Ottawa

City councillor calls for bus-hailing tech as answer to low transit ridership

A city councillor is pushing for Ottawa to adopt a new transit model, one that works on-demand like a ride hailing service but for buses, as OC Transpo continues to see a fraction of its regular ridership throughout the pandemic.

OC Transpo has seen steep decline in riders since pandemic started, even fewer since January

Ottawa City Councillor Carol Anne Meehan says the city can no longer afford to pay for busses that are running empty. (Andrew Lee/CBC)

A city councillor is pushing for Ottawa to adopt a new transit model, one that works on-demand like an Uber, as OC Transpo continues to see low ridership throughout the pandemic.

Coun. Carol Anne Meehan said Ottawa's transit system is designed to bring people from the suburbs to the city's core, but as more people work from home the city is losing about $1 million a week running buses that no one is taking.

"We can't afford to continue bleeding money the way we are," she said.

According to OC Transpo, ridership has fluctuated throughout lockdowns and stay-at-home orders since the pandemic began. In March 2020, it dropped by 85 per cent. In January of this year, ridership was about 18 per cent of normal levels. It rose slightly to 21 per cent in February.

Meehan said she's confident people will return to the service "but nowhere near the numbers ... previous to the pandemic. It's going to take a long time." 

That's why she's pushing for Ottawa to follow in Belleville, Ont.'s footsteps. It was the first place in North America to launch an on-demand transit service for an overnight bus route.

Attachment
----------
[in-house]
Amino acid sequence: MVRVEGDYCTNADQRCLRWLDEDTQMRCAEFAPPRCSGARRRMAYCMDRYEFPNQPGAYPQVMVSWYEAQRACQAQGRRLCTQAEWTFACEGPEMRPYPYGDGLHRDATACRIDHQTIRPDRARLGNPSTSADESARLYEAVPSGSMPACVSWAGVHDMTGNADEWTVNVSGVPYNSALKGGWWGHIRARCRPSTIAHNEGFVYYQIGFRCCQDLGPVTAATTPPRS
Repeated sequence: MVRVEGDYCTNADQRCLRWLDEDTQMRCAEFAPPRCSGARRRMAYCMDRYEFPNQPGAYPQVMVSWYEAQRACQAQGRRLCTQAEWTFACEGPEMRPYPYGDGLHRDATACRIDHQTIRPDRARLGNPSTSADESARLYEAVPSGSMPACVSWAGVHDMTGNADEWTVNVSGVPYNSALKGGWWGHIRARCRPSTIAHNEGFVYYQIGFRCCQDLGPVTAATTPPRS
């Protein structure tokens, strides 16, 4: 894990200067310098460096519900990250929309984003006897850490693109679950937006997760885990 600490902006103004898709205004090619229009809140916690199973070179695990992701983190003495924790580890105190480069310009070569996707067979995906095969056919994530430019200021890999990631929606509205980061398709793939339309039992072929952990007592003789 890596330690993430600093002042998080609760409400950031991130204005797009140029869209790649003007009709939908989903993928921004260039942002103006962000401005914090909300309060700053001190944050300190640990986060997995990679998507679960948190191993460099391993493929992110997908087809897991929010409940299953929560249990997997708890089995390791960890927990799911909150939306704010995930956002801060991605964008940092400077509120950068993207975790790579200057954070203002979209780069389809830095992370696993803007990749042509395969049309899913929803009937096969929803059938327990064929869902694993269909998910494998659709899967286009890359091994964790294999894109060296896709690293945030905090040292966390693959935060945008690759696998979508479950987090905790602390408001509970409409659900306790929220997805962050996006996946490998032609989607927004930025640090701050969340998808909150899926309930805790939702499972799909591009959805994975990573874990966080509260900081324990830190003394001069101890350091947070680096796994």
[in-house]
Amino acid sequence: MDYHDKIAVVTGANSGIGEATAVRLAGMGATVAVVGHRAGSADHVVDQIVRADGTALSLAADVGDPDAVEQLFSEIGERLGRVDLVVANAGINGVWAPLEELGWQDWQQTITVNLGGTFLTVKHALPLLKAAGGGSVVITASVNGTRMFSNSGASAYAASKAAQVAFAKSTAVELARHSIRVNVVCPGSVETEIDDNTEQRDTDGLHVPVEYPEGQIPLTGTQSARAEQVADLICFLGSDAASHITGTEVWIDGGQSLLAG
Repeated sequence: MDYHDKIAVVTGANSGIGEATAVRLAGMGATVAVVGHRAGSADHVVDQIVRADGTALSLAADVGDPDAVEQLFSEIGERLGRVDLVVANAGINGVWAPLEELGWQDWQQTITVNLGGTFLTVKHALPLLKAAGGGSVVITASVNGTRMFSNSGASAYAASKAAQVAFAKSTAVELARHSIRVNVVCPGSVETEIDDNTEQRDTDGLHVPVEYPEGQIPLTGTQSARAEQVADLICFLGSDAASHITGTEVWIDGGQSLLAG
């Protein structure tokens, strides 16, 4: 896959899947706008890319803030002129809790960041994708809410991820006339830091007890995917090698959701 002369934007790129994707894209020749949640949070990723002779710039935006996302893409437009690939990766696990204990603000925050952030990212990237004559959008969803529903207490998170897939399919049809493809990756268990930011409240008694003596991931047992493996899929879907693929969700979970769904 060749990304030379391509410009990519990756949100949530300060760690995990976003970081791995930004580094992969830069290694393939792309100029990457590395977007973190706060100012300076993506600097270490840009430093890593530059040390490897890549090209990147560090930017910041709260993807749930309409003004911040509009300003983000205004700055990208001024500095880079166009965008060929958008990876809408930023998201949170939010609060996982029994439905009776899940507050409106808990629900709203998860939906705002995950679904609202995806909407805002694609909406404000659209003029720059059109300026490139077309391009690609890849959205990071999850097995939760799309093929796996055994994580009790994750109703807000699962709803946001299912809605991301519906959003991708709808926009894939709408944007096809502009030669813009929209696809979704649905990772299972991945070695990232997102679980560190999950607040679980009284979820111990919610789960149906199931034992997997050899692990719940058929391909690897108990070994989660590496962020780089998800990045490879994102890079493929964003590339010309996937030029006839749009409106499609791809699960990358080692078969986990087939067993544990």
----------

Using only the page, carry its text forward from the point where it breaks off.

Meehan said the service wouldn't replace OC Transpo entirely, but would run in conjunction with the buses on underused routes.

No bus routes, no bus schedule

Using Belleville's website, riders schedule a ride, indicating their pickup and drop-off time. The software processes that data — constantly updating itself to optimize all scheduled rides — and maps the best route to get all riders to their destinations as quickly as possible.

The site also sends riders confirmation notices by email and simultaneously sends the pickup information to the bus driver via a tablet.

Paul Buck, Belleville’s transit manager, says the city's on-demand bus app has allowed the system to operate 'efficiently' throughout the pandemic. (Derek Hooper/CBC News)

According to Paul Buck, Belleville's transit manager, the average wait time for a bus is nine minutes, while the average trip takes about 12 minutes.

"The demand for on-demand transit was incredible. Within the first couple of weeks of service, we had over 200 registered users riding regularly," he said.

Some cities, like Belleville, are testing out on-demand transit technology to improve the bus service for riders. Why the city’s manager of transit services says it’s been especially useful in the pandemic. 7:47

Ottawa 'exploring' its options

Like everywhere else, Belleville saw ridership drop since the pandemic, but Buck said the new system has allowed the city to continue operating more efficiently.

"We could cover that same amount of ground with eight buses and still meet all of our customer demand, still run our full hours of service."

In a statement to CBC, Pat Scrimgeour, Ottawa's director of transit customer systems and planning, wrote "we are currently exploring on-demand transit products, services and availability."

"This work is in a preliminary state and only exploratory at this stage and we have spoken with multiple vendors to gather information. At this time, no simulations are scheduled with any possible suppliers."

With files from CBC Radio's Ottawa Morning

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